Obviously, the exchange did not end on a good note, but not before I explained that she should never use her Black relatives as proof that she was not racist. In fact, doing so was wading deeply into the waters of racist behavior.

Do I think the medical assistant was racist? I don’t know. But I do know her behavior was out of line and given the racial dynamics, it became a racial experience when she chose to become annoyed and aggressive rather than just moving on. I think bringing up the Black relatives was a reaction to not examining her own racial biases, which almost certainly had her thinking, “Who the fuck was this uppity Negro at 8 a.m.?”

We all hold racial biases. The potential for conflict across race, class, and privilege can happen at any time. I also know that healthcare workers are stretched thin and—as I would later find out—this medical assistant was not my doctor’s normal assistant, which definitely explains why she was adamant about me being weighed. She was unfamiliar with my provider’s norms and was simply following the norms she was accustomed to. Had she explained that—or taken me up on my polite offer to explain why I was declining to be weighted—we might have saved ourselves the early-morning tensions.

And after all this, many of you are probably wondering why I didn’t just get weighed. I live in a world that sums up our existence into labels based on surface appearances and assumptions. Yes, I am carrying a few extra pounds at midlife and I know from experience that being labeled as “overweight” can prevent my voice from being heard when I discuss health issues, because so often the immediate response will be to tell me to lose weight and nothing else will be done. Any other factors I discuss and any other context I provide stands a good chance of being ignored.

I made the conscious decision several years ago that until I get my weight back where I want it, I don’t want to be weighed. I am already being labeled Black and middle-aged with a family history of hypertension, cancer, and diabetes—and living with anxiety makes it hard enough to be heard at times, with so many providers (other than my current primary care provider). An official “overweight” label increases the odds that I won’t be heard. If you are confused, go Google anti-fat bias, and realize that even beyond that bias, there is inherent racial bias in tools like the BMI, which are often seriously flawed to begin with even for white people.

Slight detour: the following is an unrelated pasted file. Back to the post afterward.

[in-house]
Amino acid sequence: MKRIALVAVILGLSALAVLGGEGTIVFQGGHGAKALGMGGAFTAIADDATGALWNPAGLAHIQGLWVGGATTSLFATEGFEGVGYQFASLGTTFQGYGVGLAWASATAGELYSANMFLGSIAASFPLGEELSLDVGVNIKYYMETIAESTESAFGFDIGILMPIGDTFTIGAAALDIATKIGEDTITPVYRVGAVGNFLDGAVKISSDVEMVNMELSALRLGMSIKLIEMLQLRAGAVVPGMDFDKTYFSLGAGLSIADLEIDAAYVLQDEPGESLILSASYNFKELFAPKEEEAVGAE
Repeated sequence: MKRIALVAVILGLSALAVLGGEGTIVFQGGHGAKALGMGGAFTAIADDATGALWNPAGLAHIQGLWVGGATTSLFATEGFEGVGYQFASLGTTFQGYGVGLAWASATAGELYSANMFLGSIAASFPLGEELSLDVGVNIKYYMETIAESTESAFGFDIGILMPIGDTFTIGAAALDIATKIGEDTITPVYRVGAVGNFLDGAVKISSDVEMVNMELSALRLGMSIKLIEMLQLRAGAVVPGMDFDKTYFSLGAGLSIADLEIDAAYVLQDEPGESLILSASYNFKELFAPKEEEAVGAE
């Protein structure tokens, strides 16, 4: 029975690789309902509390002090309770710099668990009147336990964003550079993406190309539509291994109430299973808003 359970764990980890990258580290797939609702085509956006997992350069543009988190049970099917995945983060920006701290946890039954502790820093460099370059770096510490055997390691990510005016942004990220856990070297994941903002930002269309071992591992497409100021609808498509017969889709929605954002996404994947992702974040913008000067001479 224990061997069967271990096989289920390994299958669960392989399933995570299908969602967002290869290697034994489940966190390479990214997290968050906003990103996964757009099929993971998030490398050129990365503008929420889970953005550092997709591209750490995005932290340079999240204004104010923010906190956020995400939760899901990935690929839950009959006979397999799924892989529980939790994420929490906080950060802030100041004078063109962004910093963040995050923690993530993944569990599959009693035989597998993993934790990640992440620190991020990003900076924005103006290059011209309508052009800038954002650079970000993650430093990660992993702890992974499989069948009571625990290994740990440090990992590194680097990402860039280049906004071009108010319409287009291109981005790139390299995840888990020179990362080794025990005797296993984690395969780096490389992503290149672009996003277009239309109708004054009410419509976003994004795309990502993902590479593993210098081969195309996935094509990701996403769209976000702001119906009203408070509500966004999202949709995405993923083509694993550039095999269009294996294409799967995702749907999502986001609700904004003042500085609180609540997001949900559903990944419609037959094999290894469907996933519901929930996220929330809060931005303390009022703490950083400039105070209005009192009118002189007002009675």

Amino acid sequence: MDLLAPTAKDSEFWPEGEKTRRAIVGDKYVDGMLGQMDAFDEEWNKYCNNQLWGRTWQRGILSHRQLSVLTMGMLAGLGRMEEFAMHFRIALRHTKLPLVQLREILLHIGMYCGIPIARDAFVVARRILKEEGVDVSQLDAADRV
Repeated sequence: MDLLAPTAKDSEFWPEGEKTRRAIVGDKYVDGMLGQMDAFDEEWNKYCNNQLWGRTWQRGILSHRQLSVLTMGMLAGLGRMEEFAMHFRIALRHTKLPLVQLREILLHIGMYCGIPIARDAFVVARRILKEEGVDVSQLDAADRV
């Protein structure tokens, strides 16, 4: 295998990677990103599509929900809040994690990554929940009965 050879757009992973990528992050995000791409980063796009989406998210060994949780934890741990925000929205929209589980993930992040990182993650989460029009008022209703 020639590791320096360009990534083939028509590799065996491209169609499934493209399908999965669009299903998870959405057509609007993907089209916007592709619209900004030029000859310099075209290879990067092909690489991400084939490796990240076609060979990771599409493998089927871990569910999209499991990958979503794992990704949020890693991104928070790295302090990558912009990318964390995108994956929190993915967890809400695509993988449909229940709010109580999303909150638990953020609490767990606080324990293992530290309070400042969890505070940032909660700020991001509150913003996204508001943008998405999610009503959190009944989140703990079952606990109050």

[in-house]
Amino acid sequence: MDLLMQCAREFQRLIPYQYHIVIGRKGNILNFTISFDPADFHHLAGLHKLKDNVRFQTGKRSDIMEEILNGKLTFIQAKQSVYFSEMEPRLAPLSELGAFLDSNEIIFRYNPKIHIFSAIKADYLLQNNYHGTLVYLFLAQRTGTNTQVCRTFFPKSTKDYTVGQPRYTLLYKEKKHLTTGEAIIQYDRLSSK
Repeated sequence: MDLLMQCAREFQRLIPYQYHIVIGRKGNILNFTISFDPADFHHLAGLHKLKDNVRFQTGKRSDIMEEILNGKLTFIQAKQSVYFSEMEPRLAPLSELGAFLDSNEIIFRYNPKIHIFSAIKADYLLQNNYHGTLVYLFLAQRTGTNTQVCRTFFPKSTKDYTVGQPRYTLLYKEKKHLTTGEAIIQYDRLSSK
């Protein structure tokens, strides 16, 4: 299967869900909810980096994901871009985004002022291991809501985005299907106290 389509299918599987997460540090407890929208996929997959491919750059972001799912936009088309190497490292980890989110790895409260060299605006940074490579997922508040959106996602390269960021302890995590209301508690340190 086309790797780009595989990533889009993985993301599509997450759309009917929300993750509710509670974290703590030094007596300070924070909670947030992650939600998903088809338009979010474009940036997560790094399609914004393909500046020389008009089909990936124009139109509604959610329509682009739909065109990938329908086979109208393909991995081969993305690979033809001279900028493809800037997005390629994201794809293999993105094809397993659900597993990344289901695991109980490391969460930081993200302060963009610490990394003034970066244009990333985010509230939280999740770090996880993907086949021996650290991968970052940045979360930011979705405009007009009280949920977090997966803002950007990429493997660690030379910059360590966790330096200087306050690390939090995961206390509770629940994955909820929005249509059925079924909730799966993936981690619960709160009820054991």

Our weight on the scale, combined with our other descriptors, can become the barriers to getting the medical care we need. When we look at the racialized health discrepancies in the United States, one need not study race to guess that rooted in anti-Blackness is also anti-fatness. While I do have a few extra pounds, I also work out. I am pretty muscular, and muscle weighs more than fat, which the BMI doesn’t adequately account for. I have managed to avoid the curse of my genes and I am not on hypertension meds or diabetic. My downfall, though, is stress—and my penchant for stress snacking. Especially over the last two-and-a-half years working from home while homeschooling a teenager who snacks.

However, if I am weighed, I become just a number to the insurance company and anyone else looking at my records. In becoming a number, I become dehumanized and not heard. Trust me, as a 49-year-old woman going through the change of life, I am already not heard. While the exchange with the medical assistant was unwanted, it did lead to a great conversation with my healthcare provider and a good appointment along with a prescription for some potential relief from these damn hot flashes. As for the medical assistant, I hold no ill will. I think it was a learning moment. Also a reminder that maybe we all just want to be heard, regardless of the reason or our race.

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Image by Samuel Ramos via Unsplash